Justice League of America’s Vibe #6 Review: BREAKOUT!


Justice League of America's Vibe (2013-) 006-002

JLA’s Vibe might not be a title at the top of everyone’s pull list, but it’s one of the most consistently entertaining titles DC publishes each month. Though it was launched with Geoff Johns and Andrew Kreisberg penning the story, Sterling Gates has stepped in since and has made the title his own.


There are a lot of good things to say about Vibe #6. One of the best elements of this series is how Gates is able to juxtapose Vibe’s importance against his street-level adventures. Yes, Cisco was recruited by A.R.G.U.S. to be a member of the Justice League of America, but in this solo series, he’s not out fighting the Secret Society of Super Villains, he’s learning how to manage his superhero time against his real life. Cisco feels akin to Silver Age Spider-Man, when Peter Parker was still in high school trying his best to shoulder his great responsibility. Cisco and Peter’s stories differ greatly—obviously—but Gates is able to capture the same essence of a young man overwhelmed by what he’s become.

At the end of Vibe #5, Cisco was forcibly brought back to A.R.G.U.S. after helping teenage inmate, Gypsy, escape to find a way back to her home dimension. Though Cisco is the focus of this series, Gates has developed a vibrant supporting cast that fills in while Cisco is stuck in suspended animation at the order of Amanda Waller. Cisco’s brother Dante confronts Agent Dale Gunn—Vibe’s handler—who in turn agrees that Waller’s detention of Vibe is harsh and unnecessary.

Last month, I explained how one of the themes of Vibe is challenging authority. Thus far, this idea has only applied to the teenagers, the ones who are more likely to oppose the adults pulling the strings. In Vibe #6, however, Agent Gunn has his own conflicting ethics regarding Waller’s treatment of captive metahumans.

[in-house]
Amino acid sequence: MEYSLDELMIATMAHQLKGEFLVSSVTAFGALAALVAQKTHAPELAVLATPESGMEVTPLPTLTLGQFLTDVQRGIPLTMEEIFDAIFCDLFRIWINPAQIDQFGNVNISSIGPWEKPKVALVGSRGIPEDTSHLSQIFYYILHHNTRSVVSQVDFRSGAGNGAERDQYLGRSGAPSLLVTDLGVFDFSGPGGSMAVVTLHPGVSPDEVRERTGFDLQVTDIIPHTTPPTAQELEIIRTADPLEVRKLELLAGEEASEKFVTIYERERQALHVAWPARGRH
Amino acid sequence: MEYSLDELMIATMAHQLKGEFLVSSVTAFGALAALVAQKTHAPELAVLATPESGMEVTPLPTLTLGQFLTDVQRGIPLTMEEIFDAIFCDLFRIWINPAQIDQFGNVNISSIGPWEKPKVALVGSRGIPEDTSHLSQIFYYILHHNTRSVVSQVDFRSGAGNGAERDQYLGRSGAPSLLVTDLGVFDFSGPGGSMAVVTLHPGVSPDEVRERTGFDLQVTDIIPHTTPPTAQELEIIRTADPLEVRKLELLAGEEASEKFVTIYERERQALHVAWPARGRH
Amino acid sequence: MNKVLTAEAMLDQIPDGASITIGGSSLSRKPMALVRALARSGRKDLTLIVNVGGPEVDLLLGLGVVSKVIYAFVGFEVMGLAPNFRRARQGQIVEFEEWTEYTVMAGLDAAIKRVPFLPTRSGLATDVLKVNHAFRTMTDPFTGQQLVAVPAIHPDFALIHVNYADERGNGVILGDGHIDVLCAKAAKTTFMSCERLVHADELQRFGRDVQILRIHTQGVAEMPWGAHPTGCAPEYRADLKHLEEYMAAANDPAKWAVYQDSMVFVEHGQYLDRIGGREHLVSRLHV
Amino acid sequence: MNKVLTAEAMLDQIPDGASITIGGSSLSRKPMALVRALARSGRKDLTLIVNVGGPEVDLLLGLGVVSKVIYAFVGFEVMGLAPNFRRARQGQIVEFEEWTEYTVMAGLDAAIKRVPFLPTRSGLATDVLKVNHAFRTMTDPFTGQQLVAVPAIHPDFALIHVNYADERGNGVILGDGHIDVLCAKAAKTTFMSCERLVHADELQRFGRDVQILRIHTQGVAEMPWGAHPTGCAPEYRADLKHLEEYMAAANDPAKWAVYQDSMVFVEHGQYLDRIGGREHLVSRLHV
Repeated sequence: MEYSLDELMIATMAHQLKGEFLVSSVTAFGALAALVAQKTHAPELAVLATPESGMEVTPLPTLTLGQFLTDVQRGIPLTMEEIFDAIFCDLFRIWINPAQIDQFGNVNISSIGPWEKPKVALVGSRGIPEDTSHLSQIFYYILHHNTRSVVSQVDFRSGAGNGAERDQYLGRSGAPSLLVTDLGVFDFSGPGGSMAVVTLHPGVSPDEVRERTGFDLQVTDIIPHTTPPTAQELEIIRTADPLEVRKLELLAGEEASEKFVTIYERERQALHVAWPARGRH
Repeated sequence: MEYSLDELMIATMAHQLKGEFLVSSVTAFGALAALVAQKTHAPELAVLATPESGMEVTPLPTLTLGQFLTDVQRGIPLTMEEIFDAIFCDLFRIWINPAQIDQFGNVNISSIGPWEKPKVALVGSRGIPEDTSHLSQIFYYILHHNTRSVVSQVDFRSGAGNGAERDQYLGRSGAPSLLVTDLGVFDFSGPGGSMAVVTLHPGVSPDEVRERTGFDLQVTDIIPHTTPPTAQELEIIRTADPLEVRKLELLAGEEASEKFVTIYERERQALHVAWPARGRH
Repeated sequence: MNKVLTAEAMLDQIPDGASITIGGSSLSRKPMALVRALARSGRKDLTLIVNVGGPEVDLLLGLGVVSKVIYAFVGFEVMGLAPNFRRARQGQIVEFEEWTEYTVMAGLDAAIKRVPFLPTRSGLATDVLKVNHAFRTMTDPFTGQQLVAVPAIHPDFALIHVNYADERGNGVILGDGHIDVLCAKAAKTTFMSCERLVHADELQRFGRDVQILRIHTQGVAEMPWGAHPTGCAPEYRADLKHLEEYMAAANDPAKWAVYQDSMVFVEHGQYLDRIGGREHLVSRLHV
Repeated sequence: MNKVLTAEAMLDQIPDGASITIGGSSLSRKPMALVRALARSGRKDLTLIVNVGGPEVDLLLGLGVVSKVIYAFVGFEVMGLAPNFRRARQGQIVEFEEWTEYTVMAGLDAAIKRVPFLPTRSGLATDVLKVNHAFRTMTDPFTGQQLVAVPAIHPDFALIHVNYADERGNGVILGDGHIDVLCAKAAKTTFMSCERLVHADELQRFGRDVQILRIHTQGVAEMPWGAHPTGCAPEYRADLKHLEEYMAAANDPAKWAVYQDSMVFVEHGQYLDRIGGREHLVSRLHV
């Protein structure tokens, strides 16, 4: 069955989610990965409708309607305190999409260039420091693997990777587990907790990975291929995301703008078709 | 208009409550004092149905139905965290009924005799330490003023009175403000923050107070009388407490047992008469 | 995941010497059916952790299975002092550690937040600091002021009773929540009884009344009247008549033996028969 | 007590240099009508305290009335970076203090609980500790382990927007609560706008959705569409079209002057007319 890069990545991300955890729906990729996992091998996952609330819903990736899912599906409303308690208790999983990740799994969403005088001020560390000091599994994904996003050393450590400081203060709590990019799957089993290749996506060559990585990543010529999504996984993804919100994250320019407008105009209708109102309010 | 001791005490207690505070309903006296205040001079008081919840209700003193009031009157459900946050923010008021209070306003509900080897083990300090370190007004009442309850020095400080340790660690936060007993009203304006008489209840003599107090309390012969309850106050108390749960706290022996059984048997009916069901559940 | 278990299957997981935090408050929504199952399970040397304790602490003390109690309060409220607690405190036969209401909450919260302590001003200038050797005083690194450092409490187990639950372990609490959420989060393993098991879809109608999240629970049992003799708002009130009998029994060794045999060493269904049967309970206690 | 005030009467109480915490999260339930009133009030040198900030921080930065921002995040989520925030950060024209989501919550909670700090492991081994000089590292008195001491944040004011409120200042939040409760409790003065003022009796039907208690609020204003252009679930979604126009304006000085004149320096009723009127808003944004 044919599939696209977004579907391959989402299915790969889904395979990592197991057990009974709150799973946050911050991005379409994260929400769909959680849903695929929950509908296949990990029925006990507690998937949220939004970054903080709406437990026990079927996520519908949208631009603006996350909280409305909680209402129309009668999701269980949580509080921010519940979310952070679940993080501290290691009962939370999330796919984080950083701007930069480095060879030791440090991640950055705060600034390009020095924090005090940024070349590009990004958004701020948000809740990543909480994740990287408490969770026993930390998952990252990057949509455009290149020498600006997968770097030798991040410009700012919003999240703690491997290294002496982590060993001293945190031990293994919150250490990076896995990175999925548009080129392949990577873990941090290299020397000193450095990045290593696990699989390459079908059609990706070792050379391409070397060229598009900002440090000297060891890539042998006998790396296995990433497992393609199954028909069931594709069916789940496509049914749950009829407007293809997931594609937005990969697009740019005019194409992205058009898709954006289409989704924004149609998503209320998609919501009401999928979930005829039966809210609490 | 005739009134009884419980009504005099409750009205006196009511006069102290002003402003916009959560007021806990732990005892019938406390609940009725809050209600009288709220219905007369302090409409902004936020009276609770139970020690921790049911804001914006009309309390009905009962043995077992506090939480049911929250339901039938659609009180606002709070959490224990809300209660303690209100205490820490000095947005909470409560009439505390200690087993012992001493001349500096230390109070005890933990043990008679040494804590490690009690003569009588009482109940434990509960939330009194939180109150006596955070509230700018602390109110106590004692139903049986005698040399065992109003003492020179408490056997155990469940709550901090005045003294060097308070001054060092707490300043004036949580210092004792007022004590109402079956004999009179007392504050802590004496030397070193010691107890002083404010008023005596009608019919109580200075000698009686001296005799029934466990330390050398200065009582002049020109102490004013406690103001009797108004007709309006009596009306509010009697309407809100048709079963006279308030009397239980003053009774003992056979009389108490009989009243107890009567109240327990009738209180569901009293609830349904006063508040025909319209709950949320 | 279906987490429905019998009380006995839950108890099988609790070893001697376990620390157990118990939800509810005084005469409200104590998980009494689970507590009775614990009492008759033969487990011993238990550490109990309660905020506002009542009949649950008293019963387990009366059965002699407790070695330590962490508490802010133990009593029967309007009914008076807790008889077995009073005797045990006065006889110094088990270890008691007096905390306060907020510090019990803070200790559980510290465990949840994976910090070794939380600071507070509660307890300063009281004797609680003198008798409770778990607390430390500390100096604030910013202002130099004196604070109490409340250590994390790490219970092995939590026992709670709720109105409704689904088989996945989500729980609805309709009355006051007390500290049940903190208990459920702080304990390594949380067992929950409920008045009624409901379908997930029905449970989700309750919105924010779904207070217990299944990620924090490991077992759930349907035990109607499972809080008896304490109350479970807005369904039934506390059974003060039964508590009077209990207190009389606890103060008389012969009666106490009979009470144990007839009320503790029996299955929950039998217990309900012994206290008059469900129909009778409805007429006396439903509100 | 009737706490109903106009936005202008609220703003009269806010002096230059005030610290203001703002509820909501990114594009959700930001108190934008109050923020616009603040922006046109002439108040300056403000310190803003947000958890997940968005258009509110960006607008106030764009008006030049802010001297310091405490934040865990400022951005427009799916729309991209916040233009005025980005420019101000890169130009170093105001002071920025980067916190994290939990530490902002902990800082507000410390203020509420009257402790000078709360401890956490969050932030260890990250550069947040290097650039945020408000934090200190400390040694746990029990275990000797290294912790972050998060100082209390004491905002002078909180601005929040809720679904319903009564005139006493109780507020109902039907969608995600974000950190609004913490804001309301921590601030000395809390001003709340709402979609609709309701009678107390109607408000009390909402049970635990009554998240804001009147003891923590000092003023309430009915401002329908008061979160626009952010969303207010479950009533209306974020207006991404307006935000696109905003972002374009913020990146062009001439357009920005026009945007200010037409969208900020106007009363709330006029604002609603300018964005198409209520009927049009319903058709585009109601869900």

Gates’ theme of challenging authority is becoming more and more prominent. It’s also fantastic that Gunn has a long-term boyfriend; most agent-types are typecast as loners or family men. It’s refreshing to see a prominent side character under a different light.

Near the end of the issue, Vibe uses his powers to unlock dozens of holding cells at A.R.G.U.S. like the one he and Gypsy were held in. It’s a big deal. There are now a number of new super-powered characters running around the DCnU that have a vendetta against the organization that’s supposed to be helping superhumans.


I really don’t have anything bad to say about this issue. Seriously.


Vibe is a series I never imagined I would enjoy that I now never skip. Sterling Gates has found an amazing niche that very much feels like what Scott Lobdell attempts to achieve with Teen Titans and formerly Superboy. There are two extremely emotional moments in Vibe #6, and both feel sincere and earned.